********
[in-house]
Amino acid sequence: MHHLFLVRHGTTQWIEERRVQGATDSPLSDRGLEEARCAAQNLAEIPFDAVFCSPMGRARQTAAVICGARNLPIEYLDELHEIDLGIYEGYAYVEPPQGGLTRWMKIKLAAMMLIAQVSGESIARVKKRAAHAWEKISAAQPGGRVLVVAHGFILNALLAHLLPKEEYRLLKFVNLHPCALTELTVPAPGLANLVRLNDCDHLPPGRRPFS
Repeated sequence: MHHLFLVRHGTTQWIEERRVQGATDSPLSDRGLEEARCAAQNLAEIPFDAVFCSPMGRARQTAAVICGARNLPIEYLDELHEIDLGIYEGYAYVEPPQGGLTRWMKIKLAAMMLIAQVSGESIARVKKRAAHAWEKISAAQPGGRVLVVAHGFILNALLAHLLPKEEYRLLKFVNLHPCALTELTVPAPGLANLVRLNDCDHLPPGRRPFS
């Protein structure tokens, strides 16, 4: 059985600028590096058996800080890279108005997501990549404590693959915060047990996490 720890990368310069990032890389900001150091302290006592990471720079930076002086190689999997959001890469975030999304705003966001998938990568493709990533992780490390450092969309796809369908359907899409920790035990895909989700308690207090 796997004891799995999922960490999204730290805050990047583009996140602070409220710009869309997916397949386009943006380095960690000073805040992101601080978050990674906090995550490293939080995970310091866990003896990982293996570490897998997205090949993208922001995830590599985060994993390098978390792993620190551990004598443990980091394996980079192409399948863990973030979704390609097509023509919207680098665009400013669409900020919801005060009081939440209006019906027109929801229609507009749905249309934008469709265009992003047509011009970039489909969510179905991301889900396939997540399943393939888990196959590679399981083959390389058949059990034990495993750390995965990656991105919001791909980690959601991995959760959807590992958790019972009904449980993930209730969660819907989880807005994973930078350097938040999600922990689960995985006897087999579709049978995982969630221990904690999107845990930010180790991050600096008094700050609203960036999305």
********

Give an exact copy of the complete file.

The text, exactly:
[in-house]
Amino acid sequence: MHHLFLVRHGTTQWIEERRVQGATDSPLSDRGLEEARCAAQNLAEIPFDAVFCSPMGRARQTAAVICGARNLPIEYLDELHEIDLGIYEGYAYVEPPQGGLTRWMKIKLAAMMLIAQVSGESIARVKKRAAHAWEKISAAQPGGRVLVVAHGFILNALLAHLLPKEEYRLLKFVNLHPCALTELTVPAPGLANLVRLNDCDHLPPGRRPFS
Repeated sequence: MHHLFLVRHGTTQWIEERRVQGATDSPLSDRGLEEARCAAQNLAEIPFDAVFCSPMGRARQTAAVICGARNLPIEYLDELHEIDLGIYEGYAYVEPPQGGLTRWMKIKLAAMMLIAQVSGESIARVKKRAAHAWEKISAAQPGGRVLVVAHGFILNALLAHLLPKEEYRLLKFVNLHPCALTELTVPAPGLANLVRLNDCDHLPPGRRPFS
């Protein structure tokens, strides 16, 4: 059985600028590096058996800080890279108005997501990549404590693959915060047990996490 720890990368310069990032890389900001150091302290006592990471720079930076002086190689999997959001890469975030999304705003966001998938990568493709990533992780490390450092969309796809369908359907899409920790035990895909989700308690207090 796997004891799995999922960490999204730290805050990047583009996140602070409220710009869309997916397949386009943006380095960690000073805040992101601080978050990674906090995550490293939080995970310091866990003896990982293996570490897998997205090949993208922001995830590599985060994993390098978390792993620190551990004598443990980091394996980079192409399948863990973030979704390609097509023509919207680098665009400013669409900020919801005060009081939440209006019906027109929801229609507009749905249309934008469709265009992003047509011009970039489909969510179905991301889900396939997540399943393939888990196959590679399981083959390389058949059990034990495993750390995965990656991105919001791909980690959601991995959760959807590992958790019972009904449980993930209730969660819907989880807005994973930078350097938040999600922990689960995985006897087999579709049978995982969630221990904690999107845990930010180790991050600096008094700050609203960036999305």